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New git user. After "git init", I added and committed a few files. Made some changes, added and committed. Set up the git daemon (running under Cygwin on WinXP) and cloned the repository once. Now, I get this error with the cloned repository:

$ git status
error: bad index file sha1 signature
fatal: index file corrupt

Is there any way to fix this, other than getting a new copy of the repository? Thanks.

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Is this in the cloned repository, or in the original repository? Did the clone command output any errors? –  Charles Bailey Jul 12 '09 at 11:27
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4 Answers 4

up vote 323 down vote accepted

You can simply remove the index

$ rm -f .git/index

(make a backup copy if you want), and then restore index to version in the last commit:

$ git reset

(which is shortcut for git reset --mixed HEAD). Or you can use lower level (plumbing) git read-tree instead of git reset.


If the problem is with index for packfile, you can recover it using git index-pack.

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You made my day. Thanks –  qasimzee Apr 19 '11 at 11:11
6  
I accidentally did a :w! in a :Gstatus (from fugitive.vim). This answer saved me a lot of hair pulling. –  Laurence Gonsalves Feb 29 '12 at 17:46
    
I know we don't like "me too" messages -- but "me too". Equivalent in Windows is erase /s .git\index, I needed a erase .git\index.lock too. –  Jeremy McGee Jun 15 '12 at 7:23
    
I had to use rm .git/index as I received an ambiguous warning using -f –  Nicholas Murray Jul 16 '12 at 21:43
    
Hi, I had the same problem with find and replace but git reset tells me there are two pack files in .git/objects/pack/ that can't be accessed. Do you have an idea ? –  Newben Jan 28 '13 at 16:44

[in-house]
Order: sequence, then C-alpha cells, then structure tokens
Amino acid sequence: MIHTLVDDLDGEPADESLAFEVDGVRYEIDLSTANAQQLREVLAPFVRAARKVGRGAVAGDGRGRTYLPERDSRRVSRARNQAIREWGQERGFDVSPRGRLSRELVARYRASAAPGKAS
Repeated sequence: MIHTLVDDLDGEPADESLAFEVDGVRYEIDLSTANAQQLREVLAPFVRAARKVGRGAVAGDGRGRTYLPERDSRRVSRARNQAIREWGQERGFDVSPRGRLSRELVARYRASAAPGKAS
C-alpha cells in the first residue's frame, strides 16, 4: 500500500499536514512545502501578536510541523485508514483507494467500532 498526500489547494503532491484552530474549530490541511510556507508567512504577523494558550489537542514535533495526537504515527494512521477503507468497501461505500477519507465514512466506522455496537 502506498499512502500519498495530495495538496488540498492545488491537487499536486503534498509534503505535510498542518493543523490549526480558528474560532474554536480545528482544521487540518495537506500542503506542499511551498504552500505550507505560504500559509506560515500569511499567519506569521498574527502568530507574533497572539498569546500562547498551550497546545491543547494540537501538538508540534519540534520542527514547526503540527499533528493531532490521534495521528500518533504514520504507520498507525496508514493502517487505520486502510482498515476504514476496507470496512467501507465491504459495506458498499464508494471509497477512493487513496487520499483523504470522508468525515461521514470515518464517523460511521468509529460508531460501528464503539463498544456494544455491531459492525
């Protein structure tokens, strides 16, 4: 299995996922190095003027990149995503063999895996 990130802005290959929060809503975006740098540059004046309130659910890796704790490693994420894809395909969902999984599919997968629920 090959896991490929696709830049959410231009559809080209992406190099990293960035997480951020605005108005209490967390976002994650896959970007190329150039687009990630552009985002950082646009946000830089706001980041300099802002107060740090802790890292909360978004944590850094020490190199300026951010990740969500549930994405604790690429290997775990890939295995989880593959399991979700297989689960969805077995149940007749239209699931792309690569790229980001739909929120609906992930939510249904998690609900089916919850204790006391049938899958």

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You may have accidentally corrupted the .git/index file with a sed on your project root (refactoring perhaps?) with something like:

sed -ri -e "s/$SEACHPATTERN/$REPLACEMENTTEXT/g" $(grep -Elr "$SEARCHPATERN" "$PROJECTROOT")

to avoid this in the future, just ignore binary files with your grep/sed:

sed -ri -e "s/$SEACHPATTERN/$REPLACEMENTTEXT/g" $(grep -Elr --binary-files=without-match "$SEARCHPATERN" "$PROJECTROOT")
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9  
This is how I corrupted my git index. and the above accepted answer fixed it. –  Tom Belote May 18 '11 at 21:36
2  
Great, thanks! This is how I usually corrupt binary files :) –  Ivan Dubrov Jun 21 '11 at 5:15
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If you don't mind losing changes in .git/index, you can always delete it and recreate with git reset (without --hard!). –  Jakub Narębski Mar 1 '12 at 12:24
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This sounds like a bad clone. You could try the following to get (possibly?) more information:

git fsck --full
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You can also try for restore to previous version of the file (if you are using windows os)

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